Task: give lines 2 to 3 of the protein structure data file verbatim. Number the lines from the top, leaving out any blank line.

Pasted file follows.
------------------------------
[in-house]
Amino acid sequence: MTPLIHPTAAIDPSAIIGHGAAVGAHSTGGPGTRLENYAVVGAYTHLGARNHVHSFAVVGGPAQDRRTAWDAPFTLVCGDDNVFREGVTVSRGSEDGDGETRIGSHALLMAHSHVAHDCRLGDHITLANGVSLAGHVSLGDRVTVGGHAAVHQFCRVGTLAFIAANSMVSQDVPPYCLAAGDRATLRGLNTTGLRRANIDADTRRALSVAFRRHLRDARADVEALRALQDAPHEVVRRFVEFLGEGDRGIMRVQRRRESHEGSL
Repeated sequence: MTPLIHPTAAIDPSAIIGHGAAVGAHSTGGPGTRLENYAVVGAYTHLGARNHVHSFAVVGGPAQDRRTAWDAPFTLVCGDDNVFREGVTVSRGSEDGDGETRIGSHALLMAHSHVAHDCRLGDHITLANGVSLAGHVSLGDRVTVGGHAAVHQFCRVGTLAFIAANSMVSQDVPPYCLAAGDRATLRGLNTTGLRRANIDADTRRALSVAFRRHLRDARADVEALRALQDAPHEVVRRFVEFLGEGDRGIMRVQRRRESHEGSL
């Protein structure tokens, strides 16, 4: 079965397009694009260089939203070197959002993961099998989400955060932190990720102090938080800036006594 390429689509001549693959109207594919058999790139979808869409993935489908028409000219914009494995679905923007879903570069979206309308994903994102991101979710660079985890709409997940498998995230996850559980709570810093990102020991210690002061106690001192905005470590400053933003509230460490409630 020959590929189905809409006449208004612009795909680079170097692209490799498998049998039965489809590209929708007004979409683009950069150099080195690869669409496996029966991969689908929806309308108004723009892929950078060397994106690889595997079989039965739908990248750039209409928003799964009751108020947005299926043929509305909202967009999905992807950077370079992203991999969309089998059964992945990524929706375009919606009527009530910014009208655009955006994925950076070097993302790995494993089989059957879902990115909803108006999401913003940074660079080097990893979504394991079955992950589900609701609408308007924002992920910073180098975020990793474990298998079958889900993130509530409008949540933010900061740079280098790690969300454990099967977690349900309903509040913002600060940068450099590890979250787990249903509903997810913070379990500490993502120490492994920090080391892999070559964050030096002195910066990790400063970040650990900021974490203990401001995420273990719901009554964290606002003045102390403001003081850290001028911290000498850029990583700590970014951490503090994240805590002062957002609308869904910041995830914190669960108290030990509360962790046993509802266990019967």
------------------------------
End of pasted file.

Amino acid sequence: MTPLIHPTAAIDPSAIIGHGAAVGAHSTGGPGTRLENYAVVGAYTHLGARNHVHSFAVVGGPAQDRRTAWDAPFTLVCGDDNVFREGVTVSRGSEDGDGETRIGSHALLMAHSHVAHDCRLGDHITLANGVSLAGHVSLGDRVTVGGHAAVHQFCRVGTLAFIAANSMVSQDVPPYCLAAGDRATLRGLNTTGLRRANIDADTRRALSVAFRRHLRDARADVEALRALQDAPHEVVRRFVEFLGEGDRGIMRVQRRRESHEGSL
Repeated sequence: MTPLIHPTAAIDPSAIIGHGAAVGAHSTGGPGTRLENYAVVGAYTHLGARNHVHSFAVVGGPAQDRRTAWDAPFTLVCGDDNVFREGVTVSRGSEDGDGETRIGSHALLMAHSHVAHDCRLGDHITLANGVSLAGHVSLGDRVTVGGHAAVHQFCRVGTLAFIAANSMVSQDVPPYCLAAGDRATLRGLNTTGLRRANIDADTRRALSVAFRRHLRDARADVEALRALQDAPHEVVRRFVEFLGEGDRGIMRVQRRRESHEGSL